RIPTA to continue Air Quality Alerts for Summer 2014

RIPTA WILL CONTINUE AIR QUALITY ALERT PROGRAM FOR SUMMER 2014

Attorney General to provide additional funding to support the program


The Rhode Island Public Transit Authority (RIPTA) announced today that the program that provides free bus service on Air Quality Alert Days (AQA) will remain in effect for this year. RIPTA and the Rhode Island Department of Environmental Management (DEM) had previously announced that free RIPTA service would no longer be available on Air Quality Alert Days, formerly known as Ozone Alert Days, due to limited funding. The Attorney General’s Office is providing $50,000 to help support the program for Summer 2014. DEM issues Air Quality Alerts on days when air quality is unhealthy due to a high level of particle pollution and/or ozone.

“Rhode Islanders have come to expect and enjoy free RIPTA rides on Ozone Alert Days. It is a terrific way to showcase the benefits of public transportation to potential new riders by encouraging commuters to leave their cars at home and hop on RIPTA while not adding harmful emissions to our atmosphere,” said Attorney General Peter F. Kilmartin.

The funding provided by Attorney General Kilmartin is part of a 2007 Consent Decree resulting from a lawsuit brought by Rhode Island, other states, and the federal government against American Electric Power Service Corporation (AEP). In previous years, these court-ordered monies have been allocated to reduce state energy costs and harmful air pollution through the installation of upgraded pollution control devices on state-owned heavy equipment, installation of wind turbines at Fishermen’s Memorial State Campground and East Matunuck State Beach, as well as funding towards RIPTA’s two–acre solar panel roof project unveiled in November 2013.

In 1995, DEM partnered with RIPTA to create a program that would educate and encourage Rhode Islanders to voluntarily reduce ozone-forming emissions on days when the area is vulnerable to high ozone levels by riding public transportation. In order to properly evaluate program effectiveness, RIPTA will be working closely with its partners including DEM, Rhode Island Department of Transportation (RIDOT), and the Rhode Island Department of Health (RIDOH), to analyze the cost and benefits of the program, as well as an evaluation of program alternatives.

“When DEM issues health alerts because air quality is expected to reach unhealthy levels, RIPTA has historically provided free bus service in an effort to reduce air pollutant emissions by reducing the number of cars on the road,” said RIPTA CEO Raymond Studley. “As Rhode Island’s air quality continues to be impacted by the use of cars on our roads and highways, it is imperative that we use these funds in a way that reduces auto trips and encourages more Rhode Islanders to consider RIPTA.”

Air Quality Alert Days

Each summer, the program has raised awareness of ozone air pollution by publicizing “Ozone Alert Days” when extra-high concentrations of ground-level ozone were predicted. DEM issued one hundred five (105) Ozone Alerts from 1995-2006.

In 2007, RIPTA and DEM replaced the seasonal Ozone Alert Program with a year-round Air Quality Alert Program. Unlike the Ozone Alert Program, the Air Quality Alert Program (AQA) includes alerts on days when air quality is expected to reach unhealthy levels due to elevated levels of fine particle pollutants as well as on days when ozone levels are unhealthy. The program provides free transportation on all RIPTA’s fixed-route buses and trolleys on days identified by the DEM as “Air Quality Alert Days.” Thirty-five (35) Air Quality Alerts were issued from 2007 to 2013.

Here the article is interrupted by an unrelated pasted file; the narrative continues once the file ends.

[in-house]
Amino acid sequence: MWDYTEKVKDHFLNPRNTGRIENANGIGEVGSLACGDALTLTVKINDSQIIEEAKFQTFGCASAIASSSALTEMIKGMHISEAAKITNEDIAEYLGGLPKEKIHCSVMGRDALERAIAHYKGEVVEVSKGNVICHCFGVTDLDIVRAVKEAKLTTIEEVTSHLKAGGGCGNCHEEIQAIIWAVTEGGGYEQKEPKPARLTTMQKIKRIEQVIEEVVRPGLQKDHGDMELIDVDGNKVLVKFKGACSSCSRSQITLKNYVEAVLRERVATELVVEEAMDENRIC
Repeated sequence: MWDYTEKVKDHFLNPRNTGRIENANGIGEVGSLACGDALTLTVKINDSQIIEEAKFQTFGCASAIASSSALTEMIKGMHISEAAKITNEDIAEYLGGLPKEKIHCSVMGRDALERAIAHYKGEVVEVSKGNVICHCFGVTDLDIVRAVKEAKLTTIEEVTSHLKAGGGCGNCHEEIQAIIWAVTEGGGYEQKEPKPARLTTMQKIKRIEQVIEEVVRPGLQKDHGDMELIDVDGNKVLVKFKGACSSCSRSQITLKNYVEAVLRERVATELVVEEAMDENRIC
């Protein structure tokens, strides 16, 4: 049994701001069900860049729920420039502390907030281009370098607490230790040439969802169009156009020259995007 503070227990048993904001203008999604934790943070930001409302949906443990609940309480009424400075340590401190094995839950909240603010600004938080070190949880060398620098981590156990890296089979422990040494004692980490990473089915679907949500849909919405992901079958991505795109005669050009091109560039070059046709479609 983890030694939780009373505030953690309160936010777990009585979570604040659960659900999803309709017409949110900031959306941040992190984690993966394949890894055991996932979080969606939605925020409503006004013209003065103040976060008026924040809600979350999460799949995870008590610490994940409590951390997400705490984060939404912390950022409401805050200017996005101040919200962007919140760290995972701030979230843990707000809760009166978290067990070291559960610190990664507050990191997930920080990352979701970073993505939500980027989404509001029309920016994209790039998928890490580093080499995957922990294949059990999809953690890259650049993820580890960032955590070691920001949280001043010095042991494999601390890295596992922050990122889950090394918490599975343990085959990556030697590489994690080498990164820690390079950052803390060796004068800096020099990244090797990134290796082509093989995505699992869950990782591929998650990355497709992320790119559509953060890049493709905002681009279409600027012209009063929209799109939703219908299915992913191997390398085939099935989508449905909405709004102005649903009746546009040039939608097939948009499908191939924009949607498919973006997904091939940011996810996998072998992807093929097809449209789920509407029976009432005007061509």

RIPTA is reimbursed for rides on AQA Days through a project that is funded as part of the Congestion Mitigation and Air Quality program in the state’s Transportation Improvement program. The US Department of Transportation (DOT), in conjunction with the Federal Highway Administration, makes these funds available for projects that reduce congestion on the highways or reduce emissions of air pollutants from transportation-related activities. Local match is required to use these federal funds.

“In Rhode Island, cars and trucks are responsible for more than 40% of emissions of nitrogen oxides, which contribute to unhealthy air quality. Therefore, programs that increase public transit ridership and reduce car traffic help to improve the State’s air quality and let us all breathe easier,” said Director of DEM Janet Coit.

Rhode Islanders are encouraged to continue to utilize RIPTA every day, not just on AQA Days when rides are free. When you ride RIPTA, you are actively doing something positive to improve air quality in our state.

About the AEP Settlement


The $50,000 is part of a 2007 Consent Decree resulting from a lawsuit brought by Rhode Island, other states, and the federal government against American Electric Power Service Corporation (AEP). Rhode Island and the other plaintiffs alleged that AEP constructed and modified numerous power plants in the Ohio River valley without the permits required under the Clean Air Act, causing increased smog in Rhode Island and other states. Under the Consent Decree, as recently reopened and amended, AEP paid a $15 million penalty and committed $65 million to perform or finance pro-environmental projects, of which approximately $30 million was distributed to eight states to fund pollution reduction, renewable energy, green building, and other environmental projects. Rhode Island’s portion of the original settlement was approximately $1.2 million, distributed through five annual installments of $240,000, with an additional $714,000 provided as part the 2013 amendment.

For information on RIPTA services, passengers may call 781-9400 or visit ripta.com.